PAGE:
Beyond Robert Kraft: Utilizing Public Records Data to Stop Sex Trafficking in Illicit Massage Businesses

Topics: Financial Crime, Financial Fraud & Anti-Money Laundering, Government, Human Trafficking, Leadership, Risk Management, Thomson Reuters, Thomson Reuters Special Services, Women’s Leadership Blog Posts

human trafficking

By now you’ve likely heard about Robert Kraft, the 77-year-old billionaire owner of the New England Patriots, who allegedly paid for sex in late January at a massage parlor in Jupiter, Fla. He was later charged with two counts of misdemeanor solicitation. Specifically, Kraft was caught on camera in a law enforcement sting operation that closed 10 massage parlors across central Florida.

This case goes beyond wealthy men paying for sex. This is about human sex trafficking. Although prosecutors recently conceded in court that they did not have the evidence to prove human trafficking at this specific spa by criminal case standards, law enforcement noted, “It’s manifestly obvious to us that this is human trafficking, but without the evidentiary piece of a victim’s testimony we could not prevail in court” as reported by Business Insider. 

Yet whether this specific instance involves human trafficking or voluntary prostitution, it still brings up the question, what are some of the red flags law enforcement should look for when investigating whether a massage business is suspected to be engaging in human trafficking? Authorities previously cited that the women in the Kraft case were mostly from China, had no access to transportation, and were likely living inside the business, sleeping on massage tables and cooking on the back steps.

“Most of the women who fall victim to human trafficking are natives of China,” says Jim Isajewicz, Government Analyst with Thomson Reuters Special Services, whose work focuses on, among other topics, human trafficking. Isajewicz formerly worked at the Florida Department of Health where he frequently investigated illicit massage businesses and their victims.

How Are Owners Operating?

There are around 9,000 illicit massage businesses operating from coast-to-coast in the U.S., according to law enforcement in the Kraft case, and Isajewicz describes the scale and severity of sex trafficking crimes from illicit massage businesses as “breathtaking.” The importance of stopping these businesses from operating is a top priority, he adds.

“You drive by any strip mall and if you see a sign that reads, ‘Asian Massage’ and there are pretty pictures of women outside the door, that’s a good indicator of the kind of [illicit massage businesses] we are talking about,” Isajewicz says.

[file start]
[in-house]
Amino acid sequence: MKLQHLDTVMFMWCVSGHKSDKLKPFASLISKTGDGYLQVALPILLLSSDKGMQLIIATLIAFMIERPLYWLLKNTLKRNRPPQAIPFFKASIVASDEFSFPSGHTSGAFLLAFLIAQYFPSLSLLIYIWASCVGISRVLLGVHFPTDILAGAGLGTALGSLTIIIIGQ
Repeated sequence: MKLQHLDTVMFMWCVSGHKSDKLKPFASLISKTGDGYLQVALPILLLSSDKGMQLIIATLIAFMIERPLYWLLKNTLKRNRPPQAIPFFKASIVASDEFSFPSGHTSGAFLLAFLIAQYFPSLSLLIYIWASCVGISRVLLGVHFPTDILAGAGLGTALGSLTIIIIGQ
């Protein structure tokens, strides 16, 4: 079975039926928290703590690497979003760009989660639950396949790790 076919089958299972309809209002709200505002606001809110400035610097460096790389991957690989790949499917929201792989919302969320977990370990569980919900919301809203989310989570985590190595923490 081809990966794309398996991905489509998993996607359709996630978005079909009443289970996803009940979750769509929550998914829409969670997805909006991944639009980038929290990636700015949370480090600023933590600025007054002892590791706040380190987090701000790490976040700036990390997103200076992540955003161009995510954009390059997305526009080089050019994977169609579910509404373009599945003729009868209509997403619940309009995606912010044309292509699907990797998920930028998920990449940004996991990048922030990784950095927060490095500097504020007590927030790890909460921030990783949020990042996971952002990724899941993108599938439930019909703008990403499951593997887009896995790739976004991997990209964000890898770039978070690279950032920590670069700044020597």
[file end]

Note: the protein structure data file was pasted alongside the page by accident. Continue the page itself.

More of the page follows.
So, if there are that many businesses running sex trafficking rings out of strip malls and other locations, how do they even get a license to begin with?

“In Florida, a therapist or massage establishment must submit to a background check and fingerprinting,” Isajewicz explains. “We are looking for unreported convictions or convictions of a certain type, such as human trafficking, domestic violence, or anything else which would be grounds to deny the license.” Licensing varies from state-to-state, and there are some states which do not regulate licenses very much at all, while other states do a more thorough vetting of each applicant, he says.

One tactic that criminals use to evade detection is transferring ownership of the business, at least on paper, Isajewicz notes, adding there is a well-established pattern of transferring ownership of an illicit massage business when law enforcement turns up the heat on a suspected business. “The owner will dump the business on paper and then you’ll see another corporation pop up and file for a license at the exact same location,” he says. “Often the new licensee applicant already works at the spa or is affiliated with the business that got in trouble.”

That’s an immediate red flag.

Using Public Records to Connect the Dots

There are several tools states can use to screen new applicants and connect the dots back to the true beneficial owner and possible human traffickers. In Tennessee, for example, the licensing board requires each applicant or co-applicant to complete an “Ownership or Proceeds Disclosure” declaration witnessed by a notary.

Isajewicz says this type of screening upfront is really the first line of defense. While he doesn’t necessarily advocate for federalization of state massage licensing procedures, he does recommend that various state massage boards adopt a standard policy for pre-investigation of establishment owners or even a state information exchange for public records.

“We’ve had cases where we’ve identified a possible human trafficking victim.” Isajewicz says. “We then look at their original (massage) license application and find that the school that they (supposedly) graduated from was already flagged for fraudulent activity by a different state.” If there was a national clearing house where that information was housed, it would be easier for regulators to catch the criminal activity at the front end.”

In the absence of a clearing house, Isajewicz says he urges regulators to work with third-party companies that specialize in national public records aggregation. “That is a great example of where we can find a meaningful public-private partnership in solving this problem,” he explains. “State governments can really utilize all the information that’s available in public records.”

When states create a paper trail in licensing massage businesses, third-party companies can better map out criminal networks. “There’s a huge value in that,” Isajewicz says. “I’m just grateful as an analyst to have states which voluntarily make that data available.”

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